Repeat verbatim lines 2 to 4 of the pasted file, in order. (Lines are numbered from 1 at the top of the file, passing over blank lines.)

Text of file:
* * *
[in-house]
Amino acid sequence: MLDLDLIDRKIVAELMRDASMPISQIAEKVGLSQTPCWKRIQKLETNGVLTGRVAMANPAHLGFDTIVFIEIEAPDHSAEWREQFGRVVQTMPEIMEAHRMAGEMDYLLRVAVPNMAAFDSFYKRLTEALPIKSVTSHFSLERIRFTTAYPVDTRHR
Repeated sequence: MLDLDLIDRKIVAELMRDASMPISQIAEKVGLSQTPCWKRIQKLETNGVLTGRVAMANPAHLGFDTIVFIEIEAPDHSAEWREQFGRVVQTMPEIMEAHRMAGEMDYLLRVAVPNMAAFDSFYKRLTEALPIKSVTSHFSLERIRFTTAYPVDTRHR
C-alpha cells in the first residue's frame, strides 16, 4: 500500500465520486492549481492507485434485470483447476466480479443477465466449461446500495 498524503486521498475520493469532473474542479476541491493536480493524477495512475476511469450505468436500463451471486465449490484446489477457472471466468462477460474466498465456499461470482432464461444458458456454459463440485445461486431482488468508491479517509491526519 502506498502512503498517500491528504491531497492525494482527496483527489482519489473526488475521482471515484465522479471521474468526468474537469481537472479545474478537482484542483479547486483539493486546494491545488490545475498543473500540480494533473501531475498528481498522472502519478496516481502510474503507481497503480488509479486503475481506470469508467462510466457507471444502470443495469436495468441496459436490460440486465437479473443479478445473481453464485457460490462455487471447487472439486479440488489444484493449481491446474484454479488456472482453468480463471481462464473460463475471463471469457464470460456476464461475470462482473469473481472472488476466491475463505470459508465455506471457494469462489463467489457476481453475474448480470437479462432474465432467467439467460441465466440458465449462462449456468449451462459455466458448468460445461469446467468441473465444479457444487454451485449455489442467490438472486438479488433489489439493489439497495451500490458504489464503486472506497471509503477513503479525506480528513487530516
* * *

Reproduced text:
Amino acid sequence: MLDLDLIDRKIVAELMRDASMPISQIAEKVGLSQTPCWKRIQKLETNGVLTGRVAMANPAHLGFDTIVFIEIEAPDHSAEWREQFGRVVQTMPEIMEAHRMAGEMDYLLRVAVPNMAAFDSFYKRLTEALPIKSVTSHFSLERIRFTTAYPVDTRHR
Repeated sequence: MLDLDLIDRKIVAELMRDASMPISQIAEKVGLSQTPCWKRIQKLETNGVLTGRVAMANPAHLGFDTIVFIEIEAPDHSAEWREQFGRVVQTMPEIMEAHRMAGEMDYLLRVAVPNMAAFDSFYKRLTEALPIKSVTSHFSLERIRFTTAYPVDTRHR
C-alpha cells in the first residue's frame, strides 16, 4: 500500500465520486492549481492507485434485470483447476466480479443477465466449461446500495 498524503486521498475520493469532473474542479476541491493536480493524477495512475476511469450505468436500463451471486465449490484446489477457472471466468462477460474466498465456499461470482432464461444458458456454459463440485445461486431482488468508491479517509491526519 502506498502512503498517500491528504491531497492525494482527496483527489482519489473526488475521482471515484465522479471521474468526468474537469481537472479545474478537482484542483479547486483539493486546494491545488490545475498543473500540480494533473501531475498528481498522472502519478496516481502510474503507481497503480488509479486503475481506470469508467462510466457507471444502470443495469436495468441496459436490460440486465437479473443479478445473481453464485457460490462455487471447487472439486479440488489444484493449481491446474484454479488456472482453468480463471481462464473460463475471463471469457464470460456476464461475470462482473469473481472472488476466491475463505470459508465455506471457494469462489463467489457476481453475474448480470437479462432474465432467467439467460441465466440458465449462462449456468449451462459455466458448468460445461469446467468441473465444479457444487454451485449455489442467490438472486438479488433489489439493489439497495451500490458504489464503486472506497471509503477513503479525506480528513487530516